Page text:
Countries were also shown to differ in the extent of insulin use. Germany, Sweden, and Slovenia, with a volume market share of at least 30 %, are predominant (Table 1 and Table S2 in the Appendix). The literature has already shown that Sweden has a relatively high use of insulin for the treatment of type 2 diabetes compared to other European countries . Up to 38.6 % of the market share of insulins prescribed in primary care practices was also reported in Germany . Insulin treatment is usually started after the oral therapy is already optimized (in double or triple combination and at the maximum tolerated doses) yet fails to achieve optimal glycaemic control. Nonetheless, the insulin initiation is often inappropriately delayed, putting patients to unnecessarily increased risk of complications and potentially reduced quality of life or and life expectancy. This is termed “clinical inertia,” and it can occur due to a number of factors, including clinical concerns (i.e., risk of weight gain, hypoglycaemia, or patient distress), professional concerns (e.g., lack of clinical experience, skills, or confidence in insulin titration), or health system concerns (e.g., competing priorities, regulatory or financial constraints, or a lack of impartial continued medical education) [30, 31].
Furthermore, a great difference in the annual therapy cost of old antidiabetic medicines compared to the annual therapy cost of insulins and new antidiabetic medicines was observed in all the selected countries. The highest annual therapy cost of old antidiabetic medicines was observed in Slovenia, €58. The highest annual therapy cost of new antidiabetic agents was observed in Sweden, €769; however, the annual cost of insulin therapy was significantly lower in Sweden, €373. In contrast, the annual therapy cost of insulins and new antidiabetic agents in Germany were shown to be almost the same, around €500. Nevertheless, the enormous cost gap between the old and new antidiabetic medicines and their financial burden could affect market uptake and consequently patient access to the new agents .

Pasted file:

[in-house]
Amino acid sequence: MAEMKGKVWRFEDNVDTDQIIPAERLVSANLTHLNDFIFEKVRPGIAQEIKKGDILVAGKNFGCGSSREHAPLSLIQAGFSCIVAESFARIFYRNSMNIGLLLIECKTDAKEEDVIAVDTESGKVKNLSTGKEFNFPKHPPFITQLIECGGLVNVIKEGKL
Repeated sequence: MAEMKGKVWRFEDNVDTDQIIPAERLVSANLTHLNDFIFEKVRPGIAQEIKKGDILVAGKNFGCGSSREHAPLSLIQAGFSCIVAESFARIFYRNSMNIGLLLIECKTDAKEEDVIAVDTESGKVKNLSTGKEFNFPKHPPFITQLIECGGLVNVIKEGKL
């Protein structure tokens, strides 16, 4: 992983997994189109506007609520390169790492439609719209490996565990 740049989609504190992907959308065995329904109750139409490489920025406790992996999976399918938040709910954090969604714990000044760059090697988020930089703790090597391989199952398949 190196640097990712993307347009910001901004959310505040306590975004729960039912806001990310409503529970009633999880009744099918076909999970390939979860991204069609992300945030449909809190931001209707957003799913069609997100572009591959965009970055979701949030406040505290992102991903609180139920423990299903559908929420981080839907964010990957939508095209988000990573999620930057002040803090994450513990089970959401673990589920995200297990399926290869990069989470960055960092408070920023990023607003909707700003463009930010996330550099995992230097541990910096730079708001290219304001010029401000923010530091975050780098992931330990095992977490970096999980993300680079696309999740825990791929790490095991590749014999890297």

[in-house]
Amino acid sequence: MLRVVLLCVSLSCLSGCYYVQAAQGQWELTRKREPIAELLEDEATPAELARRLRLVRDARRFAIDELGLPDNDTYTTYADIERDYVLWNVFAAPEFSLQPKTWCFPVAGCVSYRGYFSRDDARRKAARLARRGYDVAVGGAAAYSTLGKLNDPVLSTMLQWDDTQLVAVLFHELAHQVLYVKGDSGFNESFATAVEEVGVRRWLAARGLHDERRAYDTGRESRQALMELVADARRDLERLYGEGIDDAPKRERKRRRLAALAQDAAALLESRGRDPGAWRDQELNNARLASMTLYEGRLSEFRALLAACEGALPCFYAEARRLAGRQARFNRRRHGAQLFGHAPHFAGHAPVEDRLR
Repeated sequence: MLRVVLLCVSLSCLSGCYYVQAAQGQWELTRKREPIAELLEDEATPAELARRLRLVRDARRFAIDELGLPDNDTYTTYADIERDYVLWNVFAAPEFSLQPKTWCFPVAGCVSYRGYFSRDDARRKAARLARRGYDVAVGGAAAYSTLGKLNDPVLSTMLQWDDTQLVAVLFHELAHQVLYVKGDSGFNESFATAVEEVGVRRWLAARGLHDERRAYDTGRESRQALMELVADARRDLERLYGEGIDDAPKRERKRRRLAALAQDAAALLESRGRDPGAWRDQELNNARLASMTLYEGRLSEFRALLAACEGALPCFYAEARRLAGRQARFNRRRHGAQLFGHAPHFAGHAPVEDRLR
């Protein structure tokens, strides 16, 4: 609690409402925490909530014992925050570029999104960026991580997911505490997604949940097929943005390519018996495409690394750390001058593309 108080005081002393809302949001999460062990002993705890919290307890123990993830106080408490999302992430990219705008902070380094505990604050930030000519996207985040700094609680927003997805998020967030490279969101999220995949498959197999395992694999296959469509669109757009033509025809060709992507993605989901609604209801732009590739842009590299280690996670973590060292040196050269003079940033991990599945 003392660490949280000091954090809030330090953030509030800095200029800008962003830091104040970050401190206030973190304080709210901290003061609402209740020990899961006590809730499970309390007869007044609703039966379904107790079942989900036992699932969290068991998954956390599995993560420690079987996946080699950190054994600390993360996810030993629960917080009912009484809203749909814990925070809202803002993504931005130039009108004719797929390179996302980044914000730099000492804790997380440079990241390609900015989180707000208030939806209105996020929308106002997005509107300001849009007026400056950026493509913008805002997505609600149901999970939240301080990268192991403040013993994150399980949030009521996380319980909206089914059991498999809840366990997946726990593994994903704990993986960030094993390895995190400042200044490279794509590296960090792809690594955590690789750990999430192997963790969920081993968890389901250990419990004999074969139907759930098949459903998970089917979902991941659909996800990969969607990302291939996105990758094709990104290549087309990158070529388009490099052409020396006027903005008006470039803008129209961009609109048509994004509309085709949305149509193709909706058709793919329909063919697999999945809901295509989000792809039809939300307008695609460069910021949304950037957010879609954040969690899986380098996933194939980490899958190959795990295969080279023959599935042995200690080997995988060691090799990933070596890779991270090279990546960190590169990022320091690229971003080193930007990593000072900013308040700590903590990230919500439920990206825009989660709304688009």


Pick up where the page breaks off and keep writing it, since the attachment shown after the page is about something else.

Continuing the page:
Strengths and limitations
The study included 11 European countries, and address an important therapeutic area with evaluation of all relevant antidiabetic classes in a 10-year study period. It provides useful insight and strengthens the evidence regarding European countries’ variability in introduction and adoption practices of new antidiabetic medicines at the time when limited evidence to assess risk/benefit of new agents were available. Indeed, inclusion of additional countries would contribute to the overall assessment, however the IQVIA data exhibits limitations in terms of the quality and type of data. The database combines two levels of data (retail and hospital consumption), however not in the same manner for all countries. Hence, certain countries were not eligible for inclusion and the study provides estimates of intensity of prescribing policy, and market uptake of new antidiabetic medicines. Furthermore, we were not able to divide the combinations in two different entities, therefore, aiming to detect any new antidiabetic agent available in the selected countries, fixed combinations for which one of the active substances was a new active substance were assigned to the corresponding group of new medicines. Taking a different approach might yield some difference with our current results. Secondly, the study period ended with 2016, when two major clinical trials [32, 33] changed the perspective on GLP-1 receptor agonists and SGLT-2 inhibitors, which resulted in an updated guidelines on diabetes management in 2018 . Extension of the study period would provide additional insights and comparisons into how the new evidence influenced trends in intensity of prescribing policy, volume market shares and annual therapy cost of all antidiabetics classes. However, the availability of data limited the scope of our study.